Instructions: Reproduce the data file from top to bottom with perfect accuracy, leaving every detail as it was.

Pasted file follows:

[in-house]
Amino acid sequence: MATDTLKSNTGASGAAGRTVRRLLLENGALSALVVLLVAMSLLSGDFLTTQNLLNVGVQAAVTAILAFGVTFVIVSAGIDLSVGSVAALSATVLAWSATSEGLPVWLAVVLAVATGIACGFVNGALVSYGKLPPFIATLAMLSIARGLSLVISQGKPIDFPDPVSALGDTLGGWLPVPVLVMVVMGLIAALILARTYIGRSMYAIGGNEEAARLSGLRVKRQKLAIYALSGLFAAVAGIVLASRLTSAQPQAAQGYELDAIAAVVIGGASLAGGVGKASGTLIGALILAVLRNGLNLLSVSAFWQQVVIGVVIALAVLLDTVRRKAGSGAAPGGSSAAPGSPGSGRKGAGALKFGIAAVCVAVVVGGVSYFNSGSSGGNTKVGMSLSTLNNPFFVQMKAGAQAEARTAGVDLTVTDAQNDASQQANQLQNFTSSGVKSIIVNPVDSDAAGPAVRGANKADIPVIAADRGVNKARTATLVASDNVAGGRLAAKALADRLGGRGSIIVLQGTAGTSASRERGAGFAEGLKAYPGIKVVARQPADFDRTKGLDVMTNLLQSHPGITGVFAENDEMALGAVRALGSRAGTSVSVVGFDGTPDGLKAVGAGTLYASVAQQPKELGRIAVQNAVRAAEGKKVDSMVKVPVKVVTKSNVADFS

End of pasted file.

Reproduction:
[in-house]
Amino acid sequence: MATDTLKSNTGASGAAGRTVRRLLLENGALSALVVLLVAMSLLSGDFLTTQNLLNVGVQAAVTAILAFGVTFVIVSAGIDLSVGSVAALSATVLAWSATSEGLPVWLAVVLAVATGIACGFVNGALVSYGKLPPFIATLAMLSIARGLSLVISQGKPIDFPDPVSALGDTLGGWLPVPVLVMVVMGLIAALILARTYIGRSMYAIGGNEEAARLSGLRVKRQKLAIYALSGLFAAVAGIVLASRLTSAQPQAAQGYELDAIAAVVIGGASLAGGVGKASGTLIGALILAVLRNGLNLLSVSAFWQQVVIGVVIALAVLLDTVRRKAGSGAAPGGSSAAPGSPGSGRKGAGALKFGIAAVCVAVVVGGVSYFNSGSSGGNTKVGMSLSTLNNPFFVQMKAGAQAEARTAGVDLTVTDAQNDASQQANQLQNFTSSGVKSIIVNPVDSDAAGPAVRGANKADIPVIAADRGVNKARTATLVASDNVAGGRLAAKALADRLGGRGSIIVLQGTAGTSASRERGAGFAEGLKAYPGIKVVARQPADFDRTKGLDVMTNLLQSHPGITGVFAENDEMALGAVRALGSRAGTSVSVVGFDGTPDGLKAVGAGTLYASVAQQPKELGRIAVQNAVRAAEGKKVDSMVKVPVKVVTKSNVADFS